Genital Problems in Infants (Female)

Any deformity or change in the genitals is of obvious concern to parents. Yet many of these changes can be corrected. Follow this chart for more information.

Step 2

Answering Questions

  • Does your infant (<1 year) daughter have a thick discharge or bleeding from the vaginal opening more than 1 week after birth?

  • Is it difficult to tell the sex of your infant at birth or shortly thereafter?

  • Does your daughter have some vaginal bleeding and/or white-colored discharge within the first one to two days after being born?

Step 3

Possible Causes

  • Diagnosis

    This may be related to an INFECTION in the vagina or in the bladder. Rarely, a TUMOR or TEAR of the vaginal soft tissues will cause bleeding.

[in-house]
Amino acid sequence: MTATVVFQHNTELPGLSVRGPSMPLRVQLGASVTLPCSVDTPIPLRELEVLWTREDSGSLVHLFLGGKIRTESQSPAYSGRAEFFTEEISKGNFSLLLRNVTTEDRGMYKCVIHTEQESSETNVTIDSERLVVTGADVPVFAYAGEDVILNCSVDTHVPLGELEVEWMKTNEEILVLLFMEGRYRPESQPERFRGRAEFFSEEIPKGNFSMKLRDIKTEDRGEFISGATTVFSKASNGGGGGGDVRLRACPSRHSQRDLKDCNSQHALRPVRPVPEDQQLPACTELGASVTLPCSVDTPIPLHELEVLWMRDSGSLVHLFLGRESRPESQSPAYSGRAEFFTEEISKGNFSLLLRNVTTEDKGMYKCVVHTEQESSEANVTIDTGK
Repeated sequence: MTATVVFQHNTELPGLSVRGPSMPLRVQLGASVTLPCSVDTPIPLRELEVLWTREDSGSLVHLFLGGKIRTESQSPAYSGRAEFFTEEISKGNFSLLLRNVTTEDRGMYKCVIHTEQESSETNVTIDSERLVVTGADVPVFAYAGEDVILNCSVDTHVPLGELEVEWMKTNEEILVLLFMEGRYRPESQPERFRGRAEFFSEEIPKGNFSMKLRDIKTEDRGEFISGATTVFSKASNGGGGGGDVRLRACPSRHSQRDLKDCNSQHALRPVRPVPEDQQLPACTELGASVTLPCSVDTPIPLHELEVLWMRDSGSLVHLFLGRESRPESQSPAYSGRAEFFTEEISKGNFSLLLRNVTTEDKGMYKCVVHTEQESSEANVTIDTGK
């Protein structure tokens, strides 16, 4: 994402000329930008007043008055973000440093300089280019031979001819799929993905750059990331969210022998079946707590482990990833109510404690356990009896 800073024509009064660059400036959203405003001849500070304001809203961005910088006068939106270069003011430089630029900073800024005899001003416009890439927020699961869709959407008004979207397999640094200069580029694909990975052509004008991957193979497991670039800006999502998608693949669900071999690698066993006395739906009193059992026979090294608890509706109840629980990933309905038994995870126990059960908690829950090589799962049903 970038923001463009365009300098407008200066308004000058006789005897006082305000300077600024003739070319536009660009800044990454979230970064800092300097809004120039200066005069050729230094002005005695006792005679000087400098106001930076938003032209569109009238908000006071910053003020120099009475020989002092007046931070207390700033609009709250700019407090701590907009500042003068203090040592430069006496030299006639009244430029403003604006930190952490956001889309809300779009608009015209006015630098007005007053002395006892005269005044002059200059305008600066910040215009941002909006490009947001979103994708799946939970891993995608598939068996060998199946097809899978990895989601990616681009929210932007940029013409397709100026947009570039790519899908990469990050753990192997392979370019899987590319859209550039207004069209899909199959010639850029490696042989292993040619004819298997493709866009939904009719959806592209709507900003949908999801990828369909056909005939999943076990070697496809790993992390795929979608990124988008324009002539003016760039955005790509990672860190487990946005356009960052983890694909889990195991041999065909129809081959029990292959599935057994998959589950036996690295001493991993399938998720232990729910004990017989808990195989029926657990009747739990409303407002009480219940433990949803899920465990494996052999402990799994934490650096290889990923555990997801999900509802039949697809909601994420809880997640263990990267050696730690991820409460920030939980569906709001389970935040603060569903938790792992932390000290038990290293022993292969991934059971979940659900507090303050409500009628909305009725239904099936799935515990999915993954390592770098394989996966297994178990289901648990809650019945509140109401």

Self Care

    See your child’s doctor.

  • Diagnosis

    AMBIGUOUS GENITALIA is a birth defect in which the genitals are not well-formed and are difficult to identify.

    Self Care

    Your child’s doctor may perform some tests to identify the sex of your baby. Treatment may include hormone replacement therapy or surgery.

  • Diagnosis

    This is a normal response. Your daughter was exposed to her mother’s hormones during pregnancy, and when they were suddenly “stopped” at birth, the body will often have some vaginal bleeding or a thickened discharge for 1-2 days.

    Self Care

    Nothing needs to be done other than continuing to clean your baby girl with each diaper change as you normally would.

  • Self Care

    For more information, please talk to your doctor. If you think the problem is serious, call your doctor right away.

Family Doctor Logo American Academy of Family Physicians Logo